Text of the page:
So, this is a bit of a weird one, innit?
We began the season wondering if the extension to Craig Anderson was prudent given that Robin Lehner was clearly ready to ascend to both his throne of human skulls and the starting position, in which case we’d have an overpriced backup goaltender who’d already proclaimed he needs to start a lot of games to be effective. And now, with only a handful of games left, Lehner is all but an afterthought, Anderson continues to have a puzzling number of hand problems, and an unheralded, undrafted goaltender with terrible numbers in the AHL is pulling the earth off its orbit by ignoring the rules of physics and chance.
From a resource management point-of-view, it’s an enviable position for the Sens to be in, and I know we’re all into hockey because it fulfills our need to debate about resource management. They have a bona-fide starter with a reasonable salary. A young, prestige goalie with the potential to be a franchsie cornerstone, also with a reasonable salary. And a player who is either nothing or the second coming of the son of god on whom to sell high.
The problem with trying to cash in on Hammond while his value is high is that the number of times someone has pointed out that Andrew Hammond’s performance is not sustainable has now reached stratospheric heights. I don’t think there’s anyone in the league, Sens fans included, who think that what’s happening right now is normal. I mean, it’s fun as hell and I don’t want it to ever stop, but if Ottawa were to try to cash in on him, what would they get? A draft pick, AKA a lottery ticket? Maybe a later-round prospect?
Jaroslav Halak once had a magical run for the Canadiens, carrying the team on his back to the Eastern Conference Finals. And Halak – an NHL goaltender who was actually drafted and developed – yielded two prospects in return: former first round pick Lars Eller, who could be a second-line player, and Ian Schultz, who has yet to crack an NHL lineup.
In retrospect it seems like a decent enough return, in that Eller has cemented a place in the Habs lineup. But two untested prospects for the hottest goaltender in hockey, and who was only 24 at the time–supposedly entering his prime–held a lot of risk. Neither player is really comparable in worth to a starting goaltender, even if the Habs didn’t know at the time that that’s what Halak was.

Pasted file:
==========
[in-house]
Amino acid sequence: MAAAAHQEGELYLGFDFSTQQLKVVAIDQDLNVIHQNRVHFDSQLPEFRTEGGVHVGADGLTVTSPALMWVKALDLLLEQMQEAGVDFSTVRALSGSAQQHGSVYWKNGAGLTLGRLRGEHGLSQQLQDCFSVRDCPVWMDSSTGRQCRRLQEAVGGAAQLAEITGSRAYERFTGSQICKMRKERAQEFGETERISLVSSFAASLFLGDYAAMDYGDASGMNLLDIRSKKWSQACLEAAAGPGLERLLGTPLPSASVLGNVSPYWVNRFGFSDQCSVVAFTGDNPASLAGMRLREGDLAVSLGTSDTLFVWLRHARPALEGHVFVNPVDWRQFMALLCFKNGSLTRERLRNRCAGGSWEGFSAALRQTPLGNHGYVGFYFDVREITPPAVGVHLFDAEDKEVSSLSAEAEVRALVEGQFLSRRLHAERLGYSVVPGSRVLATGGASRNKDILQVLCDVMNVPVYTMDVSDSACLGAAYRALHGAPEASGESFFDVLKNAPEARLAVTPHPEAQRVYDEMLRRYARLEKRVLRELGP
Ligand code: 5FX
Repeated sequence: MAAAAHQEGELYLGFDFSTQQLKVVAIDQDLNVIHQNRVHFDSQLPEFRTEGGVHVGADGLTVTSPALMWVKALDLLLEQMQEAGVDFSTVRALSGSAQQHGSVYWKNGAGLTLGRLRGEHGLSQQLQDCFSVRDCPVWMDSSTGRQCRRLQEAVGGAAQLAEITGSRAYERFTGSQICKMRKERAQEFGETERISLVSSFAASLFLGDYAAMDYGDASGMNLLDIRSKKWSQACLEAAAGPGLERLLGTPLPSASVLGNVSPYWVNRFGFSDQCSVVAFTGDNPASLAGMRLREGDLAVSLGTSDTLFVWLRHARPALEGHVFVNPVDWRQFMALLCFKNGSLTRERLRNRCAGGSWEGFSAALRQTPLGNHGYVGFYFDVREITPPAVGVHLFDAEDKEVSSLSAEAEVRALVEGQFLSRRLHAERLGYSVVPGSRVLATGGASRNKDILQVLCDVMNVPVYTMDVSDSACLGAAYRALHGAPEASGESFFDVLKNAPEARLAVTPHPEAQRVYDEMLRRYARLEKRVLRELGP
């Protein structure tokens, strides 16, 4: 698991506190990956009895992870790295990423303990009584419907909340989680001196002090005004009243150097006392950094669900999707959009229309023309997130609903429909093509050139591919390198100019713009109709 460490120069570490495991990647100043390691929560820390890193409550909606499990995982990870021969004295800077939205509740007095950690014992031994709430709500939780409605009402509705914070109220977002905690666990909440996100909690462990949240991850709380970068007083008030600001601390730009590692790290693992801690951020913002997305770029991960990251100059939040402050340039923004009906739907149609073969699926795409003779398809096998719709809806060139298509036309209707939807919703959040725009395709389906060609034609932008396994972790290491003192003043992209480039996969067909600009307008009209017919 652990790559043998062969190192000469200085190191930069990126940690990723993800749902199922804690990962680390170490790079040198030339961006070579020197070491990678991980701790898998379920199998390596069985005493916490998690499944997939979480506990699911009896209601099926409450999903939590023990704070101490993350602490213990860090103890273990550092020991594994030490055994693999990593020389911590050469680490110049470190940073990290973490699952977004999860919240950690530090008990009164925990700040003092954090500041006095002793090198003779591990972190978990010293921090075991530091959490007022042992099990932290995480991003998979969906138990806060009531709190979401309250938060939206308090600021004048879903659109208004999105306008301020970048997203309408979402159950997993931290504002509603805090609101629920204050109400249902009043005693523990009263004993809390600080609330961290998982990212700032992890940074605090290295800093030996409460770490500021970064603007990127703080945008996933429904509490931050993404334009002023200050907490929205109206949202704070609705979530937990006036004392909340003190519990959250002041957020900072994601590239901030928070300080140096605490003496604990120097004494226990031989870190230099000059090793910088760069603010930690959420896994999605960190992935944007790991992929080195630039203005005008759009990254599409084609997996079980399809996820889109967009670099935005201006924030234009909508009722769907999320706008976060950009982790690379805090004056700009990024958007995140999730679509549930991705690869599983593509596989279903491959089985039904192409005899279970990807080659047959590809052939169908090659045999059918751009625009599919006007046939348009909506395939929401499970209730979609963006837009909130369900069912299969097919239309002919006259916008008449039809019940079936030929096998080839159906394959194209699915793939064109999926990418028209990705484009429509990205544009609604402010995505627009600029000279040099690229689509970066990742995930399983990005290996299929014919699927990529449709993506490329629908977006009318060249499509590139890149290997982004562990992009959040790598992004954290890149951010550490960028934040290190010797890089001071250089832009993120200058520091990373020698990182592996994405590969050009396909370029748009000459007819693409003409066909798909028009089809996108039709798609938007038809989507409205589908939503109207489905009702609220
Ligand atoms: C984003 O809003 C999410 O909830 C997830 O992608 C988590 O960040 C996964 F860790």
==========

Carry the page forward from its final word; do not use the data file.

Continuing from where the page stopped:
Hammond is 27, and has far worse numbers than Halak (up until recently, obviously). A team might want to gamble on him by sending a later pick Ottawa’s way, but what’s more valuable to the Senators: a pick with a tiny chance of becoming an NHL player, and likely a third or fourth liner at that, or the chance, however slight, that Hammond is a legit starter? If it doesn’t pan out, it seems worth the risk.
Given how little it will likely take to re-sign Hammond, and how little the team will get in a trade, I think it only makes sense to keep the good times rolling and swing for the fences on this one.
What about Anderson? For all of his injury problems, has also been stellar for Ottawa this year, deserving a far better fate in many of his losses. Injuries will always be a concern with his age, but I think he can provide value at least through the end of his current deal.
Which brings us to Robin Lehner.
Now, I like Lehner. I think he gives Ottawa just the amount of crazy it needs to get by, especially considering their lineup is made-up of fresh-faced, genuinely nice guys like Turris, Karlsson, and Lazar. I love this speedy, skilled iteration of the Sens, but let’s admit that they’re not the most intimidating bunch. In that context, I enjoy Lehner’s goat sacrificing, Satanistic ways. But the number of times he’s been mentioned in a package deal for something truly ridiculous – Rick Nash or Taylor Hall fer Crissake – makes the potential for a deal too tantalizing to pass us. Lehner still has the perceived value to wrest something of qualitatively demonstrable value from another team’s grubby hands.
There’s a lot of risk in what I’m describing, of course. Going into a season with a 33-year old starter and a 27-year old backup, and without a blue chip goaltending prospect in the hopper, is generally not a recipe for sound sleeps.
I maintain, however, that the opportunity here is just too interesting to pass up. I’ve seen what Bryan Murray and his drafting team can do with a mid-round pick (names rhymes with Schmarlsson) but it’s truly tantalizing to think of Ottawa packaging their first rounder in the draft this year with Lehner to plug a hole on their blueline, or add scoring help up front, or both.
Murray and Melnyk must feel a bit vindicated with this recent run–it turns out that the team is a lot better than anyone thought, and all it took was all of the team’s bad players getting injured at once to prove it. But they could turn into a really interesting dark horse contender in the East if they added that gamebreaking piece that only a prestige player like Lehner can get you.